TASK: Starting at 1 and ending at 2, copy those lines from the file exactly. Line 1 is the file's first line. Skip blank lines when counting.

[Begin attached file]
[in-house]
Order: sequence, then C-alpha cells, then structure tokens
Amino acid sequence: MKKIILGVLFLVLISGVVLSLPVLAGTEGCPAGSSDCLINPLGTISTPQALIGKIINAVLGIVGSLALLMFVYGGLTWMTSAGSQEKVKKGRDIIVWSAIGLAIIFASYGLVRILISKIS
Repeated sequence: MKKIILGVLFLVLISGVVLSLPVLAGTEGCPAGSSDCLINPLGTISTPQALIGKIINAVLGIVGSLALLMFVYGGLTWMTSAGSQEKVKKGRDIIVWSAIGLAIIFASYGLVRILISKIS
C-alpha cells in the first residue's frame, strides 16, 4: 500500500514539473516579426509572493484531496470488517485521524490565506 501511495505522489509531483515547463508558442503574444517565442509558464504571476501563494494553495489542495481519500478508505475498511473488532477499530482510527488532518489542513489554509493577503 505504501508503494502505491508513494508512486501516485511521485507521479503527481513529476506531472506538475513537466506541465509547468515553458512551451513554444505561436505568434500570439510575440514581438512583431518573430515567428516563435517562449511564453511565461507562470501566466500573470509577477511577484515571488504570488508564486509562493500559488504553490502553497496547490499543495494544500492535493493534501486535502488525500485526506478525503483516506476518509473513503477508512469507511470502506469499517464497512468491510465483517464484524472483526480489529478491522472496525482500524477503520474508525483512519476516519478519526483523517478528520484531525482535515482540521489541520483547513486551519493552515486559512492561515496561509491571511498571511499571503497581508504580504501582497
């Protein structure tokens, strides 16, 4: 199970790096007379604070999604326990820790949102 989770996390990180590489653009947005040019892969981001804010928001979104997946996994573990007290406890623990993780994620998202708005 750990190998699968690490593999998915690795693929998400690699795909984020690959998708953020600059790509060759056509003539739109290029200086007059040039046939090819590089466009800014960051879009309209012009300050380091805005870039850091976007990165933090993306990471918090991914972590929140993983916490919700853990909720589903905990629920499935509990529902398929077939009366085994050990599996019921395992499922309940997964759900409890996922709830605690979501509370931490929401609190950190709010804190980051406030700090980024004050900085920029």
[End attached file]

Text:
[in-house]
Order: sequence, then C-alpha cells, then structure tokens